Computer Science News Archive
AI experts at UCL develop a more robust autopilot system
Haitham Baomar and his colleague Peter Bentley are developing a special kind of autopilot: one that uses a “machine learning” system to cope when the going gets tough, rather than ceding control to the crew.
As reported by The Economist, today’s autopilots cannot be trained because they are “hard coded” programs in which a limited number of situations activate well-defined, pre-written coping strategies — to maintain a certain speed or altitude, say. A list of bullet points (which is what such programs amount to) does not handle novelty well: throw a situation at the computer that its programmers have not foreseen, and it has no option but to defer to the humans.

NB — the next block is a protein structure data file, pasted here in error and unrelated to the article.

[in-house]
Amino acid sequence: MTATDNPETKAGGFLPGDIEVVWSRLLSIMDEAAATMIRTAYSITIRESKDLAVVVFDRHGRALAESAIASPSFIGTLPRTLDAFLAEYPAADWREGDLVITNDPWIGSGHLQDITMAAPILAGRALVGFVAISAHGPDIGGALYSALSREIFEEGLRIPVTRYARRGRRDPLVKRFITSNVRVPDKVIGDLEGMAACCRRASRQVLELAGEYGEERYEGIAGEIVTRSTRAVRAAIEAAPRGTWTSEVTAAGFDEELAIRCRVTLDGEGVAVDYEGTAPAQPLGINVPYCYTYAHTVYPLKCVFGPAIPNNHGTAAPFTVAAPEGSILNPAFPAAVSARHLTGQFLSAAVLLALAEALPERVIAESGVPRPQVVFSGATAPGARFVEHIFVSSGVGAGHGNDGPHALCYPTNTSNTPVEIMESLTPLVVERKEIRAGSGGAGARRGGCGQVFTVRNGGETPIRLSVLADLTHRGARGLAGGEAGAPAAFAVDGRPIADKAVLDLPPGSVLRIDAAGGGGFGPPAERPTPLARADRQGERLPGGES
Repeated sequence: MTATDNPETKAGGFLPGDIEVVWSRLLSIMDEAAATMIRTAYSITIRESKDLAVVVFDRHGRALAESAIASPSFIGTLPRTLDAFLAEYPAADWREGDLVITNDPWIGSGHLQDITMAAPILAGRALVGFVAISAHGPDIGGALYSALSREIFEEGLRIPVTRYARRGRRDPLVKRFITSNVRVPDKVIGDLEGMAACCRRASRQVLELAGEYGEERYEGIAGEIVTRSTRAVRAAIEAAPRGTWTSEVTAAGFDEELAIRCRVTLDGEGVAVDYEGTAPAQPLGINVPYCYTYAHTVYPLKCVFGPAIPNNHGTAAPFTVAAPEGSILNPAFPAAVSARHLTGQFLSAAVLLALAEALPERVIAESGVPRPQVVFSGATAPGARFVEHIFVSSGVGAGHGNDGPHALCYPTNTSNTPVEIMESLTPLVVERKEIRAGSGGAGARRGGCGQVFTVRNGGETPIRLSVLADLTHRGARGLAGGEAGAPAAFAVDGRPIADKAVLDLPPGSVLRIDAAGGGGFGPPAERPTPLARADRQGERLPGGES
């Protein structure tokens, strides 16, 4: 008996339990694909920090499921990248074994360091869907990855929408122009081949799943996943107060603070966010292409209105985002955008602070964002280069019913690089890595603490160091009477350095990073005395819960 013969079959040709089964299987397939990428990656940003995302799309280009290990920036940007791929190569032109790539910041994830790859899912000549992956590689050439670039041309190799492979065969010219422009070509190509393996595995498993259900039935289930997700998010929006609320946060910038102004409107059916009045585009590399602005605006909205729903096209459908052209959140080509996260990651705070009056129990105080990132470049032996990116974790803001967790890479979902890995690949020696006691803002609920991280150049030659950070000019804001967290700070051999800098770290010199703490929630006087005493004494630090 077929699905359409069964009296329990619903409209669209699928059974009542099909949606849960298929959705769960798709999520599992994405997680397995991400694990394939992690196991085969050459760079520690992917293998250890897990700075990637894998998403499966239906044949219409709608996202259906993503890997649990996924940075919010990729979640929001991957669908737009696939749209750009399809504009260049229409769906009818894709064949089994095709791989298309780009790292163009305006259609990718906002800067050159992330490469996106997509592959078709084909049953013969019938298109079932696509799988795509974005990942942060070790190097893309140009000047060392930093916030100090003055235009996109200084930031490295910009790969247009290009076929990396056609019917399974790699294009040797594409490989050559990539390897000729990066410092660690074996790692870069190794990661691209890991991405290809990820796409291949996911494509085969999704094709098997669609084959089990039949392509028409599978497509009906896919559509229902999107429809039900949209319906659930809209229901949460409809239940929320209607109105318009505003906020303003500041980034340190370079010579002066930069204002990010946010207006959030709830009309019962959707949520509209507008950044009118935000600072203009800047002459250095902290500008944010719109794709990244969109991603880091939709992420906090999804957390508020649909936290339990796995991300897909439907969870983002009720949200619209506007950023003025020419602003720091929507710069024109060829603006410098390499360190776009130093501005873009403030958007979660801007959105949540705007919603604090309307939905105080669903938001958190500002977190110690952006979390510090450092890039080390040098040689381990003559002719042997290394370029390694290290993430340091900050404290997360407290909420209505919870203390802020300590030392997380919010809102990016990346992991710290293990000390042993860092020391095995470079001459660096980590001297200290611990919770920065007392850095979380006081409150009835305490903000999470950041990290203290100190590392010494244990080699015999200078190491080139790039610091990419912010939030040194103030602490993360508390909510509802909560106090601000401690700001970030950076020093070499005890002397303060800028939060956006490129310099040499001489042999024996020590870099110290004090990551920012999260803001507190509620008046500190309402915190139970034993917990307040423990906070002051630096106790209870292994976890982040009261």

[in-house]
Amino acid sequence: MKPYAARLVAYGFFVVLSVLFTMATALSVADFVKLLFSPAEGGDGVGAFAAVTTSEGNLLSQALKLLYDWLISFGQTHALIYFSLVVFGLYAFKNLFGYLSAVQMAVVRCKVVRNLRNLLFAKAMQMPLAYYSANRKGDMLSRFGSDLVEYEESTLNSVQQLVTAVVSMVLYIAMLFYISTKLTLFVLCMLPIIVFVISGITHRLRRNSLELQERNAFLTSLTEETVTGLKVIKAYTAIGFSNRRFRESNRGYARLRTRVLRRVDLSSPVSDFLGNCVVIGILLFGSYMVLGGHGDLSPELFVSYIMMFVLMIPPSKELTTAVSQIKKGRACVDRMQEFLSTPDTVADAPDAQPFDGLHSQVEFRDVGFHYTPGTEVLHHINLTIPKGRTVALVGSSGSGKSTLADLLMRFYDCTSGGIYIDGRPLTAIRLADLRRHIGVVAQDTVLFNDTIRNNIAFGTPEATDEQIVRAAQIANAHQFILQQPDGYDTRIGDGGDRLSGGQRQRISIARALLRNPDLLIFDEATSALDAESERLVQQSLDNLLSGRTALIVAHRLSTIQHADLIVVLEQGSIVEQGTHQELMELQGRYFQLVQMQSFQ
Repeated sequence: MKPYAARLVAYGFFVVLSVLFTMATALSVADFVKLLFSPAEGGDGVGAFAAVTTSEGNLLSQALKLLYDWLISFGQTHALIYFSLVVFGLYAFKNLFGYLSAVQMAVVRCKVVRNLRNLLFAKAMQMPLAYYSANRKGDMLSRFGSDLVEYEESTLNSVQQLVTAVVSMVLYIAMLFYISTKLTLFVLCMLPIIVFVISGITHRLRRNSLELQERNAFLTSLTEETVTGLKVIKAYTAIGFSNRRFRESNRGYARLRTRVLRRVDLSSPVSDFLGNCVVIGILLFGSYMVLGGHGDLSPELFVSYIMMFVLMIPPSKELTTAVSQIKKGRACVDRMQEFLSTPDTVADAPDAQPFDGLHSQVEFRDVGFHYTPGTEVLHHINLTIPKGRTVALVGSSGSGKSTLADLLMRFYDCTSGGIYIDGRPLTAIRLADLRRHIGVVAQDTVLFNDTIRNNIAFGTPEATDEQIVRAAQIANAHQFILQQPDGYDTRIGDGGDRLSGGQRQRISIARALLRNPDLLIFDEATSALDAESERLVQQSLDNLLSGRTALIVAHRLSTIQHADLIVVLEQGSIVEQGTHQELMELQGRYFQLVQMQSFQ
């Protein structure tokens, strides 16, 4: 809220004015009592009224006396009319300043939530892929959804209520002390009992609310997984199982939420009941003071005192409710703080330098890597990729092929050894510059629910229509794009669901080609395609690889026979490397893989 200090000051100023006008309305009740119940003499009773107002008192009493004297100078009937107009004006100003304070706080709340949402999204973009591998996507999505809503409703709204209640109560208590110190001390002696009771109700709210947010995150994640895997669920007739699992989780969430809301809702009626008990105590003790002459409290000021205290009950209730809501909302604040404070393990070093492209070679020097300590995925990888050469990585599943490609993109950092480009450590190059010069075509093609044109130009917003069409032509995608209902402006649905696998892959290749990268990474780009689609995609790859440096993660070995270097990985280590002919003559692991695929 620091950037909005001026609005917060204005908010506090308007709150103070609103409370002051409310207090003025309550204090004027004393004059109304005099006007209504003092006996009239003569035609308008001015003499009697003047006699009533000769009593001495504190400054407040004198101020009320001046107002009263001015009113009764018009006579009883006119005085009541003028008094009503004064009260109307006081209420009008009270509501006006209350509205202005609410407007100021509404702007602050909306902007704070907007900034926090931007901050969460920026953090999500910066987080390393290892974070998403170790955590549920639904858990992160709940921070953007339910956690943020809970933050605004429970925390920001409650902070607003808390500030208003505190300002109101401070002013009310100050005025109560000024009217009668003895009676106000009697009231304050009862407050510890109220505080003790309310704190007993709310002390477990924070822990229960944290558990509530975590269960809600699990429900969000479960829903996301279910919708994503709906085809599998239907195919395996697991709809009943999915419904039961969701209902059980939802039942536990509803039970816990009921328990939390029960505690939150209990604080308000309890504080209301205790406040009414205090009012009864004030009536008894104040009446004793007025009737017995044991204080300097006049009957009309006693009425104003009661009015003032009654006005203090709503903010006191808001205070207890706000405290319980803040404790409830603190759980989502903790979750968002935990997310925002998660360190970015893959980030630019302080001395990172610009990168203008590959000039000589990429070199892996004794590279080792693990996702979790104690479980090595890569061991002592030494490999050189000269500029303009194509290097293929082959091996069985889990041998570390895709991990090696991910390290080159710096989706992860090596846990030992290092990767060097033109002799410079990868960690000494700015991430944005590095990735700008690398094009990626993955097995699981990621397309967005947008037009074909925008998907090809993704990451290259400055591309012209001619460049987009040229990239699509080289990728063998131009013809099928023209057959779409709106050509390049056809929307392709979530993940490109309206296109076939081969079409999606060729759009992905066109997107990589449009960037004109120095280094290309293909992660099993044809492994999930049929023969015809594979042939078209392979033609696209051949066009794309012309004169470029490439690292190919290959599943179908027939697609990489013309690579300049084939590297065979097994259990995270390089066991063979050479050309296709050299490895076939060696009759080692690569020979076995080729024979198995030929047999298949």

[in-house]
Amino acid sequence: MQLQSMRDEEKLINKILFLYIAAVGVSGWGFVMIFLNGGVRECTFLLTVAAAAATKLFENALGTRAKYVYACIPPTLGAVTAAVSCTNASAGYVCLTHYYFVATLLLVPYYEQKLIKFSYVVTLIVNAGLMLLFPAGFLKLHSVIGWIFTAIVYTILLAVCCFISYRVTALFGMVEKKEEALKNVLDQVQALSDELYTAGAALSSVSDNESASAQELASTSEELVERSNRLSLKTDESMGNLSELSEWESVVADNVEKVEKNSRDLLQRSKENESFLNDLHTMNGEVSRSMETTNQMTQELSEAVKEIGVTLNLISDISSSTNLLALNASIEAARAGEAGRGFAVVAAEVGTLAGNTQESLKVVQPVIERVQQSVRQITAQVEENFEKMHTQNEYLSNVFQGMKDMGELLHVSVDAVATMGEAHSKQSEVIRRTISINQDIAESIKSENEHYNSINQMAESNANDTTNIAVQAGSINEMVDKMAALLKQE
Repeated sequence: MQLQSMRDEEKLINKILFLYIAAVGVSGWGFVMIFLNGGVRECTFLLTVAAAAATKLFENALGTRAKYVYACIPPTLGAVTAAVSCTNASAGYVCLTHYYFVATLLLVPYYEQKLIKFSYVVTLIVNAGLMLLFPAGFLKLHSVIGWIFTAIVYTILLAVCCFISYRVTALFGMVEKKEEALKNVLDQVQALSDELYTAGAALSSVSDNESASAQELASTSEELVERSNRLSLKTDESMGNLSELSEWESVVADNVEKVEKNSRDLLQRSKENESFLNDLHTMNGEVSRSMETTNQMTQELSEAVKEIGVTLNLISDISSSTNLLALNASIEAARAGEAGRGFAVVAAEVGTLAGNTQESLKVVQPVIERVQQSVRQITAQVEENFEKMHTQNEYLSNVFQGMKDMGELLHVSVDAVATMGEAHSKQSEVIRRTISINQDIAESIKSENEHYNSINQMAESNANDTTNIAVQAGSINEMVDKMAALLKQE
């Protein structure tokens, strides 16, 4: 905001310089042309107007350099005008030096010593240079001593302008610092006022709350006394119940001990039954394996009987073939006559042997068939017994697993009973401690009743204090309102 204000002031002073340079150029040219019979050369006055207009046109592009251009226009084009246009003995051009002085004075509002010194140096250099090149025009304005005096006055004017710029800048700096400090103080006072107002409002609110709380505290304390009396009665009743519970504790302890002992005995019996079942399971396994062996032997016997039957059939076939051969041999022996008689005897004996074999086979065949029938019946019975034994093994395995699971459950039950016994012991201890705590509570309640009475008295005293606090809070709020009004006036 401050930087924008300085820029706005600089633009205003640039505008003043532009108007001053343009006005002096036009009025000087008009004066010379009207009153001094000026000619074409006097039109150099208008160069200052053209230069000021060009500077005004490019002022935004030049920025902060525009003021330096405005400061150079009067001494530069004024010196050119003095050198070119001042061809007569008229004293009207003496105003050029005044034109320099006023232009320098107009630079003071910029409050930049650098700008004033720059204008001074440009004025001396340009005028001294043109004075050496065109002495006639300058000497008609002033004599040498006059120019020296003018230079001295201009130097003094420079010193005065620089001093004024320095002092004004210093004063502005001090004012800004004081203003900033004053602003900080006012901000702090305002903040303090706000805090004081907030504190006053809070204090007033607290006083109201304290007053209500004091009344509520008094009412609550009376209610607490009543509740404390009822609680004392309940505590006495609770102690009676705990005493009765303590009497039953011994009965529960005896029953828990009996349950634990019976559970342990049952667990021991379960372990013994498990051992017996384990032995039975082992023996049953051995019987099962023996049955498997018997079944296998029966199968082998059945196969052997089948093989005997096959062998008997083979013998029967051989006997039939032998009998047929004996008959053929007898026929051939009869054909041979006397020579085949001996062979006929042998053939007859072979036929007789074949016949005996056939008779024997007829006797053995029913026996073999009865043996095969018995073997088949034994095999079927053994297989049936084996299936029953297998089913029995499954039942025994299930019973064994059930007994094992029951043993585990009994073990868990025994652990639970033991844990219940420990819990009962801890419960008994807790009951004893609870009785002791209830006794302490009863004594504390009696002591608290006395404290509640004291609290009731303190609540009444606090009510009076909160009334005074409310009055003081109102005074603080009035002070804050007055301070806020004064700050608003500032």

Mr Baomar suspected that a machine-learning algorithm could learn from how human pilots cope with serious emergencies like sudden turbulence, engine failures, or even—as happened to the Air France jet that was lost in 2009 — the loss of critical flight data. That way, he says, the autopilot might not have to cede control as often, and that, in turn, might save lives.